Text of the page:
It’s easy to imagine the response from legislative leaders to a new scholarly look at the impacts of North Carolina’s recent election law changes: “Get over it!”
Those same Republican legislators would be hard-pressed to argue that the changes won’t hold down vote totals among people who these days tend to vote Democratic. What the new study does is crunch the numbers to describe the disproportionate effect on voters who are African-American.
To many, including civil rights groups that are suing to try to block the changes, the study will seem to offer solid evidence of racial discrimination that should be impermissible under federal law and the Constitution. Of course that’s not how the legislative chiefs see it. They’d say, so what if they’ve tilted the scales a bit to make it harder on their partisan foes? Some court rulings suggest they’re allowed to do that.
Still, what remains for the courts to decide is whether it’s OK to use race as a proxy when the intent is to target the opposition party. The study by Michael C. Herron and Daniel A. Smith makes it clear that North Carolina’s new voter ID law and other related provisions can be expected to disadvantage black voters more than white.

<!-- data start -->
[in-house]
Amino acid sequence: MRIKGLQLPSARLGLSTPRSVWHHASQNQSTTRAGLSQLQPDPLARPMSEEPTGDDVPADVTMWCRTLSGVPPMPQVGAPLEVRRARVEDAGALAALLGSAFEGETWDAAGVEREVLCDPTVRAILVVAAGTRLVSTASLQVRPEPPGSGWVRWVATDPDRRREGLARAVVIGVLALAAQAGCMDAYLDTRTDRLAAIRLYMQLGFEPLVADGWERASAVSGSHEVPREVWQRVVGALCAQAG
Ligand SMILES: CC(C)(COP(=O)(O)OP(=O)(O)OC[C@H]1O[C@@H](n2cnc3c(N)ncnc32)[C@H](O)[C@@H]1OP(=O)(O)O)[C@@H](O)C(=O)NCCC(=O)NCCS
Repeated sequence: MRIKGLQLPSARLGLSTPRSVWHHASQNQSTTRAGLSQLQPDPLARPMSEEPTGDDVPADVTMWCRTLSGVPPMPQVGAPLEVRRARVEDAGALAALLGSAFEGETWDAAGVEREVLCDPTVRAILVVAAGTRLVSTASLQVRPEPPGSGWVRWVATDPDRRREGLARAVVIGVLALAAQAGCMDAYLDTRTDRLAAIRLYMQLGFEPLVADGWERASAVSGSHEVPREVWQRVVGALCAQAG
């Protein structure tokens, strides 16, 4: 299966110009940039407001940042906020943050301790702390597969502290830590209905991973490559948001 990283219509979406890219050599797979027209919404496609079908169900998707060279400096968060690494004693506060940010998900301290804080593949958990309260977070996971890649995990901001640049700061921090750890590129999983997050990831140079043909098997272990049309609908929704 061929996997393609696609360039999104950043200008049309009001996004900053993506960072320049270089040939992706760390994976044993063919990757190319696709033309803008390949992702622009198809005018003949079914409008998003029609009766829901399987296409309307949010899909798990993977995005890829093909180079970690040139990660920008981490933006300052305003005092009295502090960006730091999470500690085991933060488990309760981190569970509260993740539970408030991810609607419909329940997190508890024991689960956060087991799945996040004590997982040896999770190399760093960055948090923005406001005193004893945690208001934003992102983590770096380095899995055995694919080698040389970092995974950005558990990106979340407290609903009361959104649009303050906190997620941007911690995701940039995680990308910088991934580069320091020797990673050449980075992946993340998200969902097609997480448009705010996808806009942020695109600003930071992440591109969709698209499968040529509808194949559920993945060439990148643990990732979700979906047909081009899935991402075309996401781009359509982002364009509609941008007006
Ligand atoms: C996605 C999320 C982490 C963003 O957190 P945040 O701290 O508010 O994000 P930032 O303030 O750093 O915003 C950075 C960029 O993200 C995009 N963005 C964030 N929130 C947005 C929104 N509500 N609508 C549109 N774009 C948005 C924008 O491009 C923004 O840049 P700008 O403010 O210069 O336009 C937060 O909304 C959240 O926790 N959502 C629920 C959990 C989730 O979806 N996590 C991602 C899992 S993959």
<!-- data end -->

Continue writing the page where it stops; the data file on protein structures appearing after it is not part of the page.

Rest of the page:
The dispute has the hallmarks of a partisan dogfight. At the same time, whenever laws are tilted against the interests of a group that’s identifiable by race, larger issues of justice come into play. That’s especially so in a state and country where discrimination against African-Americans, even brutal discrimination, was long a tragic part of the social landscape. During the painful decades of Jim Crow, it was in fact racists in the Democratic Party who tightened their hold on power throughout the South by keeping blacks from voting.
Making it marginally harder or less convenient for black citizens to vote obviously doesn’t rank with the kinds of repression inflicted upon them in years past. But it hampers their ability to speak through the ballot box, and thus to help shape the political discourse in line with their interests and preferences.
The likely upshot: fewer laws and policies intended to further opportunity for citizens who too often find themselves outside the American dream, looking in.
Read the rest here.